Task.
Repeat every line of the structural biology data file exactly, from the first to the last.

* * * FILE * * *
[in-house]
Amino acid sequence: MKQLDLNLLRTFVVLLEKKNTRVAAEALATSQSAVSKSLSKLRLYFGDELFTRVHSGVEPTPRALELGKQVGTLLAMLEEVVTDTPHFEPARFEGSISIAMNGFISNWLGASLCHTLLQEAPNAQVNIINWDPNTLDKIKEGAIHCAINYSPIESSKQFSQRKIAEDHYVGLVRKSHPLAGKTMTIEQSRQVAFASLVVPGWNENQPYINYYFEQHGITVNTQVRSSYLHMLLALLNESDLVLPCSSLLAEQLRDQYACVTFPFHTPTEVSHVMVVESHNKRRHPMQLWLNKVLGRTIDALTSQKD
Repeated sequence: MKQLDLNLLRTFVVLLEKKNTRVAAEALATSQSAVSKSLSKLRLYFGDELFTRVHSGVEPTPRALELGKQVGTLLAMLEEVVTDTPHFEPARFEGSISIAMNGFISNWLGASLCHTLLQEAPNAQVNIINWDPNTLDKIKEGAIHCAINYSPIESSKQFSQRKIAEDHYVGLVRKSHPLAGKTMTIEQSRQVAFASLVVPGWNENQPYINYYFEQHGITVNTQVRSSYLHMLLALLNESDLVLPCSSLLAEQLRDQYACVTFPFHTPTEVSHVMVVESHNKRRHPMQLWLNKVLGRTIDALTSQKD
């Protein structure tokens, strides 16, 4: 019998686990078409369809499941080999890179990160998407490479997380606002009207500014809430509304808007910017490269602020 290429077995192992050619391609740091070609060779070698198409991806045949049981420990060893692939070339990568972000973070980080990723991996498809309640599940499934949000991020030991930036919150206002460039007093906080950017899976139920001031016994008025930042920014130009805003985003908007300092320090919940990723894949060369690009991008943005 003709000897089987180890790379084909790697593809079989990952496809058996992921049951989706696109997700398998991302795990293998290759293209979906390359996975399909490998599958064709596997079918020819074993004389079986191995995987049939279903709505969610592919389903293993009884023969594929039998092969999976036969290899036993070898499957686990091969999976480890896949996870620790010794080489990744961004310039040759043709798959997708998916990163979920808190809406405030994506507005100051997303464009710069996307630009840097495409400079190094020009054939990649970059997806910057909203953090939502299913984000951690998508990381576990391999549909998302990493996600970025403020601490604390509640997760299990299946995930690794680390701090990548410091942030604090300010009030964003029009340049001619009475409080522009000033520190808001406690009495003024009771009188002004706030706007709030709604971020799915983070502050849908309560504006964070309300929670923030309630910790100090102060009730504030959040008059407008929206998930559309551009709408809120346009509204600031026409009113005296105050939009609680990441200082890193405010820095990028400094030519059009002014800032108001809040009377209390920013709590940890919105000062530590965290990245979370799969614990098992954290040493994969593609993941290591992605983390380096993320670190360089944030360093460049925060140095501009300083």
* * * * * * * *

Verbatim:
[in-house]
Amino acid sequence: MKQLDLNLLRTFVVLLEKKNTRVAAEALATSQSAVSKSLSKLRLYFGDELFTRVHSGVEPTPRALELGKQVGTLLAMLEEVVTDTPHFEPARFEGSISIAMNGFISNWLGASLCHTLLQEAPNAQVNIINWDPNTLDKIKEGAIHCAINYSPIESSKQFSQRKIAEDHYVGLVRKSHPLAGKTMTIEQSRQVAFASLVVPGWNENQPYINYYFEQHGITVNTQVRSSYLHMLLALLNESDLVLPCSSLLAEQLRDQYACVTFPFHTPTEVSHVMVVESHNKRRHPMQLWLNKVLGRTIDALTSQKD
Repeated sequence: MKQLDLNLLRTFVVLLEKKNTRVAAEALATSQSAVSKSLSKLRLYFGDELFTRVHSGVEPTPRALELGKQVGTLLAMLEEVVTDTPHFEPARFEGSISIAMNGFISNWLGASLCHTLLQEAPNAQVNIINWDPNTLDKIKEGAIHCAINYSPIESSKQFSQRKIAEDHYVGLVRKSHPLAGKTMTIEQSRQVAFASLVVPGWNENQPYINYYFEQHGITVNTQVRSSYLHMLLALLNESDLVLPCSSLLAEQLRDQYACVTFPFHTPTEVSHVMVVESHNKRRHPMQLWLNKVLGRTIDALTSQKD
């Protein structure tokens, strides 16, 4: 019998686990078409369809499941080999890179990160998407490479997380606002009207500014809430509304808007910017490269602020 290429077995192992050619391609740091070609060779070698198409991806045949049981420990060893692939070339990568972000973070980080990723991996498809309640599940499934949000991020030991930036919150206002460039007093906080950017899976139920001031016994008025930042920014130009805003985003908007300092320090919940990723894949060369690009991008943005 003709000897089987180890790379084909790697593809079989990952496809058996992921049951989706696109997700398998991302795990293998290759293209979906390359996975399909490998599958064709596997079918020819074993004389079986191995995987049939279903709505969610592919389903293993009884023969594929039998092969999976036969290899036993070898499957686990091969999976480890896949996870620790010794080489990744961004310039040759043709798959997708998916990163979920808190809406405030994506507005100051997303464009710069996307630009840097495409400079190094020009054939990649970059997806910057909203953090939502299913984000951690998508990381576990391999549909998302990493996600970025403020601490604390509640997760299990299946995930690794680390701090990548410091942030604090300010009030964003029009340049001619009475409080522009000033520190808001406690009495003024009771009188002004706030706007709030709604971020799915983070502050849908309560504006964070309300929670923030309630910790100090102060009730504030959040008059407008929206998930559309551009709408809120346009509204600031026409009113005296105050939009609680990441200082890193405010820095990028400094030519059009002014800032108001809040009377209390920013709590940890919105000062530590965290990245979370799969614990098992954290040493994969593609993941290591992605983390380096993320670190360089944030360093460049925060140095501009300083």